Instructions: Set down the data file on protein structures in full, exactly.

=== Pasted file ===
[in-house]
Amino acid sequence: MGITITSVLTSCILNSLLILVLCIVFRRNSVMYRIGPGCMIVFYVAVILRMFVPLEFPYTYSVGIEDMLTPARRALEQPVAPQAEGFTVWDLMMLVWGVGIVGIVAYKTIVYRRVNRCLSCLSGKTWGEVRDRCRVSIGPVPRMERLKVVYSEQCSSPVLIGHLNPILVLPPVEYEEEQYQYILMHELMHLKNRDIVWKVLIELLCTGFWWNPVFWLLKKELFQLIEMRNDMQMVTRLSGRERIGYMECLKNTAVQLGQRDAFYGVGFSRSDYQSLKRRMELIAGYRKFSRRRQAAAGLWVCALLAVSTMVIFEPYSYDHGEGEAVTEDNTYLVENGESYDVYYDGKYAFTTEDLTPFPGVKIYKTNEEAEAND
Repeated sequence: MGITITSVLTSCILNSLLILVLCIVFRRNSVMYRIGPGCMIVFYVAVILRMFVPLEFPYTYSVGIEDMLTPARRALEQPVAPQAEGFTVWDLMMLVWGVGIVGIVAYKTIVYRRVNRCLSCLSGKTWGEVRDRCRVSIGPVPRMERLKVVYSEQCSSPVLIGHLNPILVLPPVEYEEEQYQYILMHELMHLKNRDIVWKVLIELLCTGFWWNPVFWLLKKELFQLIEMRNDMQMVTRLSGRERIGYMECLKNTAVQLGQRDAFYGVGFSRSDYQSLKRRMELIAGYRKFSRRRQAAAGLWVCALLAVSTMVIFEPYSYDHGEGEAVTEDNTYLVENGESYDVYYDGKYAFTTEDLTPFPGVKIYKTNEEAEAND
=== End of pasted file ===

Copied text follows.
[in-house]
Amino acid sequence: MGITITSVLTSCILNSLLILVLCIVFRRNSVMYRIGPGCMIVFYVAVILRMFVPLEFPYTYSVGIEDMLTPARRALEQPVAPQAEGFTVWDLMMLVWGVGIVGIVAYKTIVYRRVNRCLSCLSGKTWGEVRDRCRVSIGPVPRMERLKVVYSEQCSSPVLIGHLNPILVLPPVEYEEEQYQYILMHELMHLKNRDIVWKVLIELLCTGFWWNPVFWLLKKELFQLIEMRNDMQMVTRLSGRERIGYMECLKNTAVQLGQRDAFYGVGFSRSDYQSLKRRMELIAGYRKFSRRRQAAAGLWVCALLAVSTMVIFEPYSYDHGEGEAVTEDNTYLVENGESYDVYYDGKYAFTTEDLTPFPGVKIYKTNEEAEAND
Repeated sequence: MGITITSVLTSCILNSLLILVLCIVFRRNSVMYRIGPGCMIVFYVAVILRMFVPLEFPYTYSVGIEDMLTPARRALEQPVAPQAEGFTVWDLMMLVWGVGIVGIVAYKTIVYRRVNRCLSCLSGKTWGEVRDRCRVSIGPVPRMERLKVVYSEQCSSPVLIGHLNPILVLPPVEYEEEQYQYILMHELMHLKNRDIVWKVLIELLCTGFWWNPVFWLLKKELFQLIEMRNDMQMVTRLSGRERIGYMECLKNTAVQLGQRDAFYGVGFSRSDYQSLKRRMELIAGYRKFSRRRQAAAGLWVCALLAVSTMVIFEPYSYDHGEGEAVTEDNTYLVENGESYDVYYDGKYAFTTEDLTPFPGVKIYKTNEEAEAND